Greetings everyone, Oscar the Grotesque here, joining you for another week to look more closely at Adirondack architecture, historic buildings, and preservation opportunities.
This week it looks like Spring is finally here to stay, and summer is in our sights! It is the perfect time to start those exterior house projects. Just like your car, your house requires routine maintenance* to keep it functioning correctly, looking beautiful and preventing small problems from becoming BIG, $$$ problems.
If you own a home with painted wood siding or wood trim, the painting will be part of that maintenance program. Exterior elements deteriorate quickly without a protective layer of quality paint. Oscar always advises preservation by prevention when possible. Keeping your house exterior and trim adequately painted is imperative to the long term care of your house.
Common paint problems:
1. Alligatoring Paint
To fix this issue, you have a couple of options.
- A recommended approach is to remove any loose paint and apply a filling primer that will smooth out the surface and fill most of the cracks. Then, finish with two topcoats of quality paint. (Test to be sure the old paint and new paint are compatible)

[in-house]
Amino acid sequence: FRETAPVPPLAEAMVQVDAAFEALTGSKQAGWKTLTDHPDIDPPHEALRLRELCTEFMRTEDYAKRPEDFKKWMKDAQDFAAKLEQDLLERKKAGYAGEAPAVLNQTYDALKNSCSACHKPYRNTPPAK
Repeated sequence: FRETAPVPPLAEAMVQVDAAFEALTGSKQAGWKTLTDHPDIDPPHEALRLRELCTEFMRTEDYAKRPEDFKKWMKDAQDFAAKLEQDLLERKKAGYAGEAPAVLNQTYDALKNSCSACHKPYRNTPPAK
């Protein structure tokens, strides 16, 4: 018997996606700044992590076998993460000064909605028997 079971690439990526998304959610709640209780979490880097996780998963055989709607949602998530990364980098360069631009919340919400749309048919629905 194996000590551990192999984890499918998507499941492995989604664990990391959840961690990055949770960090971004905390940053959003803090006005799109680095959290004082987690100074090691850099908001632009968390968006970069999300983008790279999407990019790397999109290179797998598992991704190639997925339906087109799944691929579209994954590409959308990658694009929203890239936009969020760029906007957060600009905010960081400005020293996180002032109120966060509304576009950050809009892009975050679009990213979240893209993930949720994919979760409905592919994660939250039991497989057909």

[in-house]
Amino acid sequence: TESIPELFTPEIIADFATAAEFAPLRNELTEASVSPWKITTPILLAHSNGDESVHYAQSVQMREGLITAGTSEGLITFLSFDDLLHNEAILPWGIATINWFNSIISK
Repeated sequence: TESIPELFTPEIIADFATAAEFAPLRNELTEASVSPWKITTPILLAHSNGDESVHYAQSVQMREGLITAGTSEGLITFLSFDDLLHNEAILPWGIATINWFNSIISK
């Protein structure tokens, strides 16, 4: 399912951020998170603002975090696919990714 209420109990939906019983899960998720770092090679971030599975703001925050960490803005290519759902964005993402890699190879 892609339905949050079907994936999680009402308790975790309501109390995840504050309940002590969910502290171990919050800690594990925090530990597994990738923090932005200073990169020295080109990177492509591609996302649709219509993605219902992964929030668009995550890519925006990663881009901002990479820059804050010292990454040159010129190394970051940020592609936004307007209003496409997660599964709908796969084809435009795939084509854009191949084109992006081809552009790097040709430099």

- In the case of catastrophic paint failure, remove ALL of the paint by scraping, sanding, and in extreme cases using chemicals or heat to remove the old paint down to bare wood. This scenario runs the risk of damaging wood siding and details, and any history of the original paint colors. Apply a bare wood treatment, and a good primer that is designed for the material you are planning to paint (wood, masonry, etc.) would then need to be applied then apply two topcoats of quality 100% acrylic paint. (Note: While traditional Oil-based paints have many desirable features, there are comparable choices available, many states have restrictions on the use of certain paints.)
Did You Know: When paint builds up to a thickness of approximately 1/16″ (approximately 16 to 30 layers), one or more extra coats of paint may be enough to trigger cracking and peeling in limited or even widespread areas of the building’s surface. This results because excessively thick paint is less able to withstand the shrinkage or pull of an additional coat as it dries. – National Park Service
- Moisture issues in the substrate
- Poor paint adhesion (improper surface cleaning/prep), moisture issues (interior/exterior), and from painting over bare wood while it is still wet. Moisture collects behind the paint and breaks adhesion from the bottom layer.